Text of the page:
Linear regression analyses were used to model each continuous physical performance measure as a function of the continuous average HLS, adjusted for FU13 (or baseline if only assessed at baseline) confounders, whereas multivariable logistic regression analyses were used to estimate the risk of balance problems. With the continuous average HLS as the independent variable, models were run for each performance measure outcome, proceeding, first, from unadjusted models, to a minimally adjusted model that included age, number of nonmissing visits, race/ethnicity, BMI, overall self-rated health, and clinical site, and then adding sequentially (a) outcome-specific quality measures (i.e., floor surface and dynamometer setting), (b) demographic variables (education, marital status, and difficulty paying for basics), and (c) medical/health indicators. Final models were derived by starting with the fully adjusted model, removing the covariate with the largest P value greater than 0.1, examining the effect estimates on the independent measure of interest, then refitting the model without the covariate to identify the next covariate with a P value >0.1 and so on, until all remaining covariates, except for those in the minimally adjusted model, had a P < 0.1. This strategy has been demonstrated to yield the most parsimonious model while still accounting for all confounding variables (20,26). For those covariates assessed at both baseline and FU13, the FU13 value was used in these models. Effect modification by FU13 BMI and race/ethnicity was examined by entering appropriate cross-product terms into the final model for each performance measure; models were stratified if the interaction term had a P value ≤0.10. The same modeling strategy was followed to examine each performance measure as a function of each continuous average component score, adjusted for the other behaviors, and expressed in units of SD to allow for comparison of the magnitude of associations across the three behaviors.
Sensitivity analyses were conducted to ensure the robustness of the findings by 1) substitution of average HLS as a categorical variable for the continuous variable, 2) adjustment for baseline characteristics rather than year 13 characteristics, 3) adjustment for year 13 PA, 4) inclusion only of women with exposure data from all 3 time points (baseline, years 5 and 9), 5) inclusion only of women who reported no functional limitation at baseline on the SF36 Physical (37), 6) substitution of visit-specific healthy lifestyle and component scores for average HLS or component scores, and 7) age-standardized models to eliminate the variability in the outcome attributable to age by using the residual of age regressed against the performance outcome as an independent variable. Results from these analyses are not reported because they were all consistent with the primary analyses.
All analyses were conducted in SAS v9.3 (SAS Institute, Inc., Cary, NC).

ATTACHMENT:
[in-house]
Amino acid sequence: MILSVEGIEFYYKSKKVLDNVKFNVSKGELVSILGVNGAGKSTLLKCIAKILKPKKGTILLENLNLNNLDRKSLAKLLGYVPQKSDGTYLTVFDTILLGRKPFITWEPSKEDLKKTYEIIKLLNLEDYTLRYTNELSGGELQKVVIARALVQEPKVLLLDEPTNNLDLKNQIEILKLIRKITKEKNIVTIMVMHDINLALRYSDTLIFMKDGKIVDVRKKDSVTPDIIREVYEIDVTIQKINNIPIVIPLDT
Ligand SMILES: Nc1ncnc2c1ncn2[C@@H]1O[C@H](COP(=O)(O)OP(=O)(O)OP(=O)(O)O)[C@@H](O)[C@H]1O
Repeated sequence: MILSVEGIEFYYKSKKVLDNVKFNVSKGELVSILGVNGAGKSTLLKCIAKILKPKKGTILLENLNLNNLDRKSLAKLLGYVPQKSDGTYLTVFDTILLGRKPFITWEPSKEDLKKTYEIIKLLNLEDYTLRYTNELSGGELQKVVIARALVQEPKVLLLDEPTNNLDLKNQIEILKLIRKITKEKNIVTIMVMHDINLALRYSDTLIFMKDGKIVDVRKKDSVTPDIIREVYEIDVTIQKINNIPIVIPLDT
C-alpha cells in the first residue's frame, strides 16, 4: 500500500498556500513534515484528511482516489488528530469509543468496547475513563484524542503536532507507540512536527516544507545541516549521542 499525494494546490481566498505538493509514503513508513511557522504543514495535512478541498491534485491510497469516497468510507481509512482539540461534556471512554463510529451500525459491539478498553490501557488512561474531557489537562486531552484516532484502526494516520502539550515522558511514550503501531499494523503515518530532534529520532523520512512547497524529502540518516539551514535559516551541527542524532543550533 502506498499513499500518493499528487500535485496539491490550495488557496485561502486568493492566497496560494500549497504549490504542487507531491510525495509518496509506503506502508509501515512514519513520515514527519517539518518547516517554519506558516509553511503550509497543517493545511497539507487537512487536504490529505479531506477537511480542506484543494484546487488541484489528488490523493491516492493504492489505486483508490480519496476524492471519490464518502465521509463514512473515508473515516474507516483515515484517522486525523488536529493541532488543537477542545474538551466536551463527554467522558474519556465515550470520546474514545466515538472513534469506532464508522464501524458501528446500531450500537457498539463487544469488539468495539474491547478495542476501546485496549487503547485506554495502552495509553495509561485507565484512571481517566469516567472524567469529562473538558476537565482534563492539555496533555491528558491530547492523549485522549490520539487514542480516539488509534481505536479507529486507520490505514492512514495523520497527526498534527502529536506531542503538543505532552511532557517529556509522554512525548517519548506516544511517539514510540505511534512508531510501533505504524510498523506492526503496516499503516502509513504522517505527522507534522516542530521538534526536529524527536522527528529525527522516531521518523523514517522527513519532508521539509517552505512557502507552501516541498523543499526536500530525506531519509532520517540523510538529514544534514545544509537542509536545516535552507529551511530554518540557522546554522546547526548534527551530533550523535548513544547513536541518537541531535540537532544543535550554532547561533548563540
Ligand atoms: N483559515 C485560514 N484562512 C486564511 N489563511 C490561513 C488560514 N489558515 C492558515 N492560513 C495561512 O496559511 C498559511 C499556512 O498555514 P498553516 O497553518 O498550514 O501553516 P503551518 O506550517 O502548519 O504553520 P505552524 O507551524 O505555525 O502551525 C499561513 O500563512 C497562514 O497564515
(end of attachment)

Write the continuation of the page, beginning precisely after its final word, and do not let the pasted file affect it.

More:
In the sample as a whole, the average HLS was reasonably normally distributed, with a mean ± SD = 3.4 ± 1.2; 26.3% of the sample had an unhealthy HLS (0–<3), 47.1% had a moderately healthy HLS (3–≤4), and 26.6% had a healthy HLS (>4). Of the sample, 62%, 25%, and 46% had average smoking, PA, or diet scores, respectively, greater than 1.
As Table 1 shows, the mean ± SD age of the cohort at FU13, when physical performance was measured, was 61.9 ± 2.7 yr and range 56–68 yr, with women who had an unhealthy HLS being slightly, but significantly, younger. Black and Hispanic women were more likely to have an unhealthy HLS, whereas Chinese and Japanese were less likely. Other characteristics associated with an unhealthy HLS were education less than a college degree, obesity, not being married, having difficulty paying for basics, reporting less than excellent or very good overall health, having depressive symptoms, ever being diagnosed with diabetes or osteoarthritis, and having one or more comorbidities. A similar pattern was observed for the association between baseline characteristics and HLS (data not shown).
Table 2 demonstrates that all of the physical performance measures were associated in a dose response relation with the categorized average HLS. For the 4-m walk and chair stands, performance was better (i.e., faster) with higher HLS, with women in the healthy HLS category having 19%–21% faster walking or sit-to-stand times than women in the unhealthy HLS category. Similarly, the decile score was almost 17% higher in those with a healthy HLS compared with those with an unhealthy HLS (P for trend = 0.0001), and the proportion of women with balance problems was greatest in those in the unhealthy HLS category. By contrast, grip strength was inversely associated with HLS with women who were in the healthy HLS category having 4% lower grip strength compared with women in the unhealthy HLS category (P for trend < 0.005).